Angel stood up. “I don’t know. I’m more interested in keeping people safe than in my mental health.” He drained the mugs in quick succession and walked to the hall entrance. “Good night, Xander. Wake me up if you need anything.”
“Hey Angel?” Xander said suddenly. Angel stopped, his hand over the light switch. “Thanks.”
The vampire gave him a small smile and turned the light off. “You’re welcome.”
He tossed and turned on the couch, restless in his sleep. Disturbing images swept through his mind.
Blood in my mouth, the pack surrounding me. Angel, bleeding, wooden stake held high behind the blonde vampire woman. Dark haired woman, light haired man, English, drinking blood. That musician guy, Oz, turning into a wolf in the library. Angel laughing, taunting, Angel-not-Angel. Angel stabbed. New Slayer—evil Slayer? Angel, what happened? The mayor, the mayor! College—why am I not in college? Blond man again, hurt, dinner—Buffy, let him in.
He bolted upright in his makeshift bed, panting.
“What the hell?”
The faintest cracks of light shone around the heavy curtains. He struggled to drag himself fully awake, taking huge gulps of air in the dark room.
The light flipped on above him.
“Xander? Are you alright?” Angel leaned on the wall sleepily, hair mussed, shirt tugged askew. “I heard your pulse going crazy out here. Were you having a nightmare?”
“Nightmare?” Xander rubbed kernels of sleep from the corners of his eyes. “I—shit, I’m not sure. It was weird. Lots of pictures of people, like I was watching things happen. But I know this stuff’s never happened before. I mean, there were people I’ve never seen in my dream.”
“Tell me about it,” Angel suggested. He rubbed his hand across his hair and sat heavily on the couch next to Xander.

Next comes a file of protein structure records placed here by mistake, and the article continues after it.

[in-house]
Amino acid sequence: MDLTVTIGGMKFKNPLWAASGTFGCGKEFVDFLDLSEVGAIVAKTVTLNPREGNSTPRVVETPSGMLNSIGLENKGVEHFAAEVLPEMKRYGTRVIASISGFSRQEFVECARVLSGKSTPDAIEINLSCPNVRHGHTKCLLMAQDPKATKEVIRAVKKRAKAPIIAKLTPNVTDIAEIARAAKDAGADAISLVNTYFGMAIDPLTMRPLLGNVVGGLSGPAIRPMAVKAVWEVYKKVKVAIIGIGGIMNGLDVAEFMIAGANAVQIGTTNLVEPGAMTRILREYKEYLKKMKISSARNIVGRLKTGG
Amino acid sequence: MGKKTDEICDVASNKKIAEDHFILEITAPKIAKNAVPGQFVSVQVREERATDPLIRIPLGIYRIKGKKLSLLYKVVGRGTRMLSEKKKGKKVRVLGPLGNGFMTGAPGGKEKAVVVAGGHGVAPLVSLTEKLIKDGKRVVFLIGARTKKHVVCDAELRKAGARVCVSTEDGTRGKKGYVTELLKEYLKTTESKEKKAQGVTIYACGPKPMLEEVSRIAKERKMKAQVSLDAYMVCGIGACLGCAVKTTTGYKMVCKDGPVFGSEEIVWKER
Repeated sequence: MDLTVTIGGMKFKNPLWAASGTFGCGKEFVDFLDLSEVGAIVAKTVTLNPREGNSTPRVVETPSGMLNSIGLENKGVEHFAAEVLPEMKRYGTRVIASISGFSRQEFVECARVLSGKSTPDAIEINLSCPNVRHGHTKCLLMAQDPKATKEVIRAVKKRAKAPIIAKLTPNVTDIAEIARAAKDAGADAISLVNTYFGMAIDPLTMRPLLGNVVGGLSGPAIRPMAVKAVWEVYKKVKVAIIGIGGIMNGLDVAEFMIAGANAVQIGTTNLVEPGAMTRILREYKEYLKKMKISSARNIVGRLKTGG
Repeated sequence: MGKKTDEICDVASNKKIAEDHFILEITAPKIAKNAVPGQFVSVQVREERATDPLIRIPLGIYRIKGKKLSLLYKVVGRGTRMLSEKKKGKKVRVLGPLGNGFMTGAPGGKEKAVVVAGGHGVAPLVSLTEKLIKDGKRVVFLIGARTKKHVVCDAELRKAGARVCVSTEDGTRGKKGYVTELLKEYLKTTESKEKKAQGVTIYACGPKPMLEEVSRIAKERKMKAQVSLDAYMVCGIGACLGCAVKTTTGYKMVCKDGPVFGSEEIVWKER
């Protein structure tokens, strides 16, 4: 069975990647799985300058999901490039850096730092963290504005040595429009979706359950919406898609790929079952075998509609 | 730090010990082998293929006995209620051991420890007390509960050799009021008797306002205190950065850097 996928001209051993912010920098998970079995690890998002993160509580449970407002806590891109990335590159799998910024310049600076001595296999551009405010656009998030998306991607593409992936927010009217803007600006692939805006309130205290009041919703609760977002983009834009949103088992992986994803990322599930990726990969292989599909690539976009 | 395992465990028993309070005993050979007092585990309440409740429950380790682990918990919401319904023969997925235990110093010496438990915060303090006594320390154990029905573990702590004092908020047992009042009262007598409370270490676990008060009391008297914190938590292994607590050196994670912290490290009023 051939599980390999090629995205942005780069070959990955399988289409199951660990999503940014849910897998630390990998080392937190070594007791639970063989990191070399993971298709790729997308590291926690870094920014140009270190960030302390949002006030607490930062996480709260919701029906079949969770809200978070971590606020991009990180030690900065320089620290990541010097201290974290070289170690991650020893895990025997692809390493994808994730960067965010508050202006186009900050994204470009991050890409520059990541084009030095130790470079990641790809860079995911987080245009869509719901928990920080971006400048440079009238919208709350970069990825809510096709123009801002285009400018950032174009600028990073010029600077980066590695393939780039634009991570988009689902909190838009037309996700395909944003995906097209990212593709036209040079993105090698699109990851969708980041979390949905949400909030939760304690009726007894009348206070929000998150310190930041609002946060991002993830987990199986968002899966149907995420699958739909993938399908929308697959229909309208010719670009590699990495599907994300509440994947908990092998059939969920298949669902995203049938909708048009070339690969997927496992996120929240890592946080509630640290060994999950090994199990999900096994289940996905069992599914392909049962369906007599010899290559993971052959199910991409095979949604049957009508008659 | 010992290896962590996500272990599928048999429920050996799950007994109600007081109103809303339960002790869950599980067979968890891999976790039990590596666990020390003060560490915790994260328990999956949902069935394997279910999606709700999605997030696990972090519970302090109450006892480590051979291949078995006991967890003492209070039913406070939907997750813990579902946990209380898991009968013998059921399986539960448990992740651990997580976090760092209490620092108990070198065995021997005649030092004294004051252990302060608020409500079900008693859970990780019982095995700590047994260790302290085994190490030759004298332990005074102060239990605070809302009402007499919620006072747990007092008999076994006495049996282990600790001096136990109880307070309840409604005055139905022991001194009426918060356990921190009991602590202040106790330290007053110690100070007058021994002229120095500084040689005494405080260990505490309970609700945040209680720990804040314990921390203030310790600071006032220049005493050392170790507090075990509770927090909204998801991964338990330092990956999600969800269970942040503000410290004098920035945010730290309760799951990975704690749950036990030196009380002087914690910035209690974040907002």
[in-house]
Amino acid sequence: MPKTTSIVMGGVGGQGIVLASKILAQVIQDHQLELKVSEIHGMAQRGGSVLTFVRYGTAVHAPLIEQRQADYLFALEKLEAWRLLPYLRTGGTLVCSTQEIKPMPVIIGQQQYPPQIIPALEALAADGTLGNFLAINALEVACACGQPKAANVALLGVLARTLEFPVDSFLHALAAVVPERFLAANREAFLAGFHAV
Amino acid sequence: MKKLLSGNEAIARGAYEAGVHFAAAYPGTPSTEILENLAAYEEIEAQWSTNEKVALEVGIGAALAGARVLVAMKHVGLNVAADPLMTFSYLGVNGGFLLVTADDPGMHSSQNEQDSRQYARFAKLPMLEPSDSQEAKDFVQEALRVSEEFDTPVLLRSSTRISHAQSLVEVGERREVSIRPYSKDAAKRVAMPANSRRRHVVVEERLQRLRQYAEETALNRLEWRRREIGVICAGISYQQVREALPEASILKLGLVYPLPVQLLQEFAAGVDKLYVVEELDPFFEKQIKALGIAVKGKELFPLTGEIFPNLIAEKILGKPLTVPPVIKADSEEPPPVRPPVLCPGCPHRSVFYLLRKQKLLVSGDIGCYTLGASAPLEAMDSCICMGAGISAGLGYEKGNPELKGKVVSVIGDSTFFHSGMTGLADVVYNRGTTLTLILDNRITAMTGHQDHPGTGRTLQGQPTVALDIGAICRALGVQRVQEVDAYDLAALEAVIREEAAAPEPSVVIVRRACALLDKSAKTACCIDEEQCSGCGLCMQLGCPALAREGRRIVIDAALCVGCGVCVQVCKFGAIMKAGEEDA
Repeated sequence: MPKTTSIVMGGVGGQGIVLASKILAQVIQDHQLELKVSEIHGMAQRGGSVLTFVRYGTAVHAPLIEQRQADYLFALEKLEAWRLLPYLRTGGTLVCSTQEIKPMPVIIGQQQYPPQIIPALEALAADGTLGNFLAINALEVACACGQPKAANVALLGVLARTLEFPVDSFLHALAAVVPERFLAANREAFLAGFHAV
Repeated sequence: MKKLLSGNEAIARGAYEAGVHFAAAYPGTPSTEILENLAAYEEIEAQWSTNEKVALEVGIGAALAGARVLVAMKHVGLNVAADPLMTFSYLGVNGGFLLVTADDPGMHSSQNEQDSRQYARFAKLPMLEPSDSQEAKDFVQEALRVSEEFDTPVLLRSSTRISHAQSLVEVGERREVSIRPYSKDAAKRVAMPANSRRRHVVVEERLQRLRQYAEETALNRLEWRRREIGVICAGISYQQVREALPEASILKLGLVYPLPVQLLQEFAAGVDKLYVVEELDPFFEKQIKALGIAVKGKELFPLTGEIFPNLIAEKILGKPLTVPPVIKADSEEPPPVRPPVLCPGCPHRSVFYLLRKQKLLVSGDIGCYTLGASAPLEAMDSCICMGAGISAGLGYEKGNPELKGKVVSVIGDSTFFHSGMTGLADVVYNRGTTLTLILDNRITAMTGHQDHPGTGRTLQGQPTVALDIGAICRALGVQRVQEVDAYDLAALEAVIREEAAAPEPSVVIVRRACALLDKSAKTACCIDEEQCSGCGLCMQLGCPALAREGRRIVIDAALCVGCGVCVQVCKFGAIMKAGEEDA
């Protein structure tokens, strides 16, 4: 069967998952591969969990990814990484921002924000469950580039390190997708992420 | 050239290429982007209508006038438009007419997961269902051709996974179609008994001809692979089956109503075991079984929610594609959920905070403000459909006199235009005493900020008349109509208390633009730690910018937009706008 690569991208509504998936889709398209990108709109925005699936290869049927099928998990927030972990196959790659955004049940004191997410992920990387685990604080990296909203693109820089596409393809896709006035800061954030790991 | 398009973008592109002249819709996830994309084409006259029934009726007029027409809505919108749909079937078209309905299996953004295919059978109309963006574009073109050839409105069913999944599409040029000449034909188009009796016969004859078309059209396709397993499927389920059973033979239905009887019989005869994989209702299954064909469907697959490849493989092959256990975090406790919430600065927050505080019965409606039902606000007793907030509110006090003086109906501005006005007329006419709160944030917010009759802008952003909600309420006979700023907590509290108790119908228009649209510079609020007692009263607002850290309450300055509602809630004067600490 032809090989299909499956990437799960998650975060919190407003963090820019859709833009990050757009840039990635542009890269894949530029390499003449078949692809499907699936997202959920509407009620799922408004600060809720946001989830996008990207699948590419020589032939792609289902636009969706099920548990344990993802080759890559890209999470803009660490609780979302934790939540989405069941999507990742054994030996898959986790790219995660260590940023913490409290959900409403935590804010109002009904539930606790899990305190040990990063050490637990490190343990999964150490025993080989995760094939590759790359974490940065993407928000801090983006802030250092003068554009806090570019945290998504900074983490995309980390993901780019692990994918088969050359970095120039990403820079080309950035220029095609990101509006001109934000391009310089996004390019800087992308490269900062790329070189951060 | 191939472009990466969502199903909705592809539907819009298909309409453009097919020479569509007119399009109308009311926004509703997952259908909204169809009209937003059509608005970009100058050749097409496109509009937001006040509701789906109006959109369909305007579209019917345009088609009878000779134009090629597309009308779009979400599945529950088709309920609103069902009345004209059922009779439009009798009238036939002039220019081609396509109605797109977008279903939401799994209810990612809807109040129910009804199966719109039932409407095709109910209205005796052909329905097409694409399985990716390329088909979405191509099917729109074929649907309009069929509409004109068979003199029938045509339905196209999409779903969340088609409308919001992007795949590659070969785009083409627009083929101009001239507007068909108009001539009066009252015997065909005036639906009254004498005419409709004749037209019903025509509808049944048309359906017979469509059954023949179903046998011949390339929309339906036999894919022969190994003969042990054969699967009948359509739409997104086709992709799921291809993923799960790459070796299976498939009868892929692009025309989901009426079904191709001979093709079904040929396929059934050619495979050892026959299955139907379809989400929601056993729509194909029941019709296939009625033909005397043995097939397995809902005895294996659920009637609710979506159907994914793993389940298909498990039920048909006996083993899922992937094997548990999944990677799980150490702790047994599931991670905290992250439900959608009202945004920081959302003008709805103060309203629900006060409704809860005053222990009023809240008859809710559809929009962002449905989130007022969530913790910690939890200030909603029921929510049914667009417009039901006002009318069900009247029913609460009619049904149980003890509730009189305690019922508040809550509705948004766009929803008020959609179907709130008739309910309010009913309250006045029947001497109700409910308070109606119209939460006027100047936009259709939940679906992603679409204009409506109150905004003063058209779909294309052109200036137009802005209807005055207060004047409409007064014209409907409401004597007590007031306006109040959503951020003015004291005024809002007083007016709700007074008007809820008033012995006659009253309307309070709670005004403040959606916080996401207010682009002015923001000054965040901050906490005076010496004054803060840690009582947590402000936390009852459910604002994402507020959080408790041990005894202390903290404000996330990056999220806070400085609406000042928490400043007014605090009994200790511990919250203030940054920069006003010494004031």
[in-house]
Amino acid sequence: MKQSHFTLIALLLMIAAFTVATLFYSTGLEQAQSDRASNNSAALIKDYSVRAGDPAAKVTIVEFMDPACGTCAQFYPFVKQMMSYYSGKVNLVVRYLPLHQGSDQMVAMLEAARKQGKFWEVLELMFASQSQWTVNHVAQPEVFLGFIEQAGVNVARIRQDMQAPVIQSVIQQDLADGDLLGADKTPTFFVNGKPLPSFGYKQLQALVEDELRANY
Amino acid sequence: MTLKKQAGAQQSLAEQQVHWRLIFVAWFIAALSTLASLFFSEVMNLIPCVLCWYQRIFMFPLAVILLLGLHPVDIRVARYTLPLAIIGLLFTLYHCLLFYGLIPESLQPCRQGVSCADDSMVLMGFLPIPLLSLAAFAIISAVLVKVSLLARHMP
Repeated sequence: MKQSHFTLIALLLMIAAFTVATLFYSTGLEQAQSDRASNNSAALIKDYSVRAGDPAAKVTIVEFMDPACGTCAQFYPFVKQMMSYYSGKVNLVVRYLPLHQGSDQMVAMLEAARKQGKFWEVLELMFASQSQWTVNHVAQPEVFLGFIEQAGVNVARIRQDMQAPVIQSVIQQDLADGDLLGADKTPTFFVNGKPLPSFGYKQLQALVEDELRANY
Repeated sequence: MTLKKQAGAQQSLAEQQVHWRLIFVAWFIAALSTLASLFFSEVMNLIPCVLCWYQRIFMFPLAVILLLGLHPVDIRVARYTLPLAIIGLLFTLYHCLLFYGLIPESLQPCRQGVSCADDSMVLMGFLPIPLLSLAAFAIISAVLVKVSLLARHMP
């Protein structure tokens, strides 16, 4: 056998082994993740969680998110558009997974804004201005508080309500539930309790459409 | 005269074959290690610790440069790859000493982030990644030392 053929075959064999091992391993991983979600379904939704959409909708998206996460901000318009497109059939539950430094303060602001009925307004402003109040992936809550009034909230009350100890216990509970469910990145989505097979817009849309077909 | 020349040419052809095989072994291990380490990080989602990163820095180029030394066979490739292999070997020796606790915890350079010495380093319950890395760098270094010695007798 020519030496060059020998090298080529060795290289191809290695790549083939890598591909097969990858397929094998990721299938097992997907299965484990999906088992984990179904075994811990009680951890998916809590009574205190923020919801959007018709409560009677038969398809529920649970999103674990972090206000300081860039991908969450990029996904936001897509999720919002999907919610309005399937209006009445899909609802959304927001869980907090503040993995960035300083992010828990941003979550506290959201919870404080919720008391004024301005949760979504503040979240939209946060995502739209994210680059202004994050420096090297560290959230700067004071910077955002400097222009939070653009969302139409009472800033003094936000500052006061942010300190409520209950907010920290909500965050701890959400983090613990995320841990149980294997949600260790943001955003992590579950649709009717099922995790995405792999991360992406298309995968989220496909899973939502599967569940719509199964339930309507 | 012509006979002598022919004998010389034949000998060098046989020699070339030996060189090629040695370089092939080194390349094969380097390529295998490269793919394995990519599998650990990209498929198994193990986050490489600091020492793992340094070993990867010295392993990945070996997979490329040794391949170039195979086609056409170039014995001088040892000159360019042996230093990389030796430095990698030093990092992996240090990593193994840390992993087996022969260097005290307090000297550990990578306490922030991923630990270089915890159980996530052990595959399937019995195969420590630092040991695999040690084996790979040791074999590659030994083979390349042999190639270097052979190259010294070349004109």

“Um.” Xander pressed his thumb and forefinger lightly into his left eye socket. “There was blood in my mouth, first—it felt like I was an animal. Then I saw you about to stake that blonde vampire woman—I saw a dark haired woman and a blond man drinking blood together—” he broke off.
Something flickered in Angel’s eyes at his words, and the big vampire clenched his hand into a fist atop his knee. “Go on,” he said evenly.
“A kid at school was a werewolf,” Xander continued. He bit his lower lip. “You were—not you. I think your demon had control. You got stabbed; Buffy stabbed you. A lot of it I don’t understand after that—I think there was something wrong with the mayor, like he was trying to do something. I wasn’t in college—that was about the only thing that made sense,” he said with a soft snort. “I saw the blond man again, the vampire. He showed up at Buffy’s looking weak and injured—it was horrible.”
“Anything else?” Angel asked. His knuckles were white against his already pale skin.
“No,” Xander said, “I woke up right then.” He looked at Angel anxiously. “What do you think this is all about?”
“I don’t know,” Angel said grimly. “But I suggest you call the Watcher and tell him that we’ll both be coming by the library this evening.” He stood up and walked to the armchair, where his coat was lying across the back haphazardly. He pulled a slim black wallet from a pocket and tossed a few bills to Xander. “Go get some groceries and decent clothes. I don’t want to risk you staying anywhere but here if you’re having prophetic dreams. Someone will have to look out for you while you sleep.”
Xander swallowed hard. “You—um, thanks,” he said. “You don’t have to do this.”
“Yes, I do.” He turned and walked out of the room, saying over his shoulder, “Go. Buy food. Healthy stuff. Wake me up again when it’s sunset.”
Xander stared absently at the space Angel had just been in, clutching the crisp twenties in one hand. He’s one weird vampire, that’s for sure. He grinned and stood up, stretched his arms above his head. Still, now that he mentions it, I am kind of hungry. I bet a walk would clear my mind, too.
He shrugged his jacket on and ambled out of the small apartment, thumbing the light off as he went. Life’s gone down the rabbit hole these days. Heh. Makes things interesting.
On an odd side-note: I was laying around wondering what kind of stories Spike could tell Xander--or his straight-laced Sire, Angel--about his adventures on his own, and when I thought about Spike at Woodstock, the weirdest quote popped into my head. I could just picture Spike saying this... "And when I finally came to, I was naked, sandwiched between two Deadheads, and had a ring through my tadger." *snicker* I have too many plot bunnies to believe, so I'm tossing it out there for whoever wants to use it.